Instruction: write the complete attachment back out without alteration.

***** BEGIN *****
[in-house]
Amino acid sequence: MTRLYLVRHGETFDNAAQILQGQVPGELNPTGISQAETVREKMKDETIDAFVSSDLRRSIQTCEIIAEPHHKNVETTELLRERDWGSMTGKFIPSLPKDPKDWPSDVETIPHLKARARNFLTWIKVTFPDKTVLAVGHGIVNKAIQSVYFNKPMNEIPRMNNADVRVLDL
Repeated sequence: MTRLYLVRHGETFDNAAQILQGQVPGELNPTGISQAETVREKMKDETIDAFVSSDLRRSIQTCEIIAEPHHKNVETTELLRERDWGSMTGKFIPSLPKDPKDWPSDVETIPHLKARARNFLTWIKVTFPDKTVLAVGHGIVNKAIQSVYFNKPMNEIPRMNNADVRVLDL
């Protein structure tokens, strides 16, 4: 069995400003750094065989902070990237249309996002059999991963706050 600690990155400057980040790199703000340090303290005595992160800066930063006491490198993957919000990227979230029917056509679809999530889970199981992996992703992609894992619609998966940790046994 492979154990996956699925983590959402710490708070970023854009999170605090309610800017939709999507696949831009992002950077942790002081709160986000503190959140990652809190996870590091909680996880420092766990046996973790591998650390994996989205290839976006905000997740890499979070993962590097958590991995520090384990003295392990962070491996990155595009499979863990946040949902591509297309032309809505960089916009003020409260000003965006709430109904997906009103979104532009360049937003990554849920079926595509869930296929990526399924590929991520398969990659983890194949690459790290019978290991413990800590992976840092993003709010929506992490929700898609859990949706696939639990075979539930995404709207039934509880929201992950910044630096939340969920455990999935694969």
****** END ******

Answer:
[in-house]
Amino acid sequence: MTRLYLVRHGETFDNAAQILQGQVPGELNPTGISQAETVREKMKDETIDAFVSSDLRRSIQTCEIIAEPHHKNVETTELLRERDWGSMTGKFIPSLPKDPKDWPSDVETIPHLKARARNFLTWIKVTFPDKTVLAVGHGIVNKAIQSVYFNKPMNEIPRMNNADVRVLDL
Repeated sequence: MTRLYLVRHGETFDNAAQILQGQVPGELNPTGISQAETVREKMKDETIDAFVSSDLRRSIQTCEIIAEPHHKNVETTELLRERDWGSMTGKFIPSLPKDPKDWPSDVETIPHLKARARNFLTWIKVTFPDKTVLAVGHGIVNKAIQSVYFNKPMNEIPRMNNADVRVLDL
């Protein structure tokens, strides 16, 4: 069995400003750094065989902070990237249309996002059999991963706050 600690990155400057980040790199703000340090303290005595992160800066930063006491490198993957919000990227979230029917056509679809999530889970199981992996992703992609894992619609998966940790046994 492979154990996956699925983590959402710490708070970023854009999170605090309610800017939709999507696949831009992002950077942790002081709160986000503190959140990652809190996870590091909680996880420092766990046996973790591998650390994996989205290839976006905000997740890499979070993962590097958590991995520090384990003295392990962070491996990155595009499979863990946040949902591509297309032309809505960089916009003020409260000003965006709430109904997906009103979104532009360049937003990554849920079926595509869930296929990526399924590929991520398969990659983890194949690459790290019978290991413990800590992976840092993003709010929506992490929700898609859990949706696939639990075979539930995404709207039934509880929201992950910044630096939340969920455990999935694969």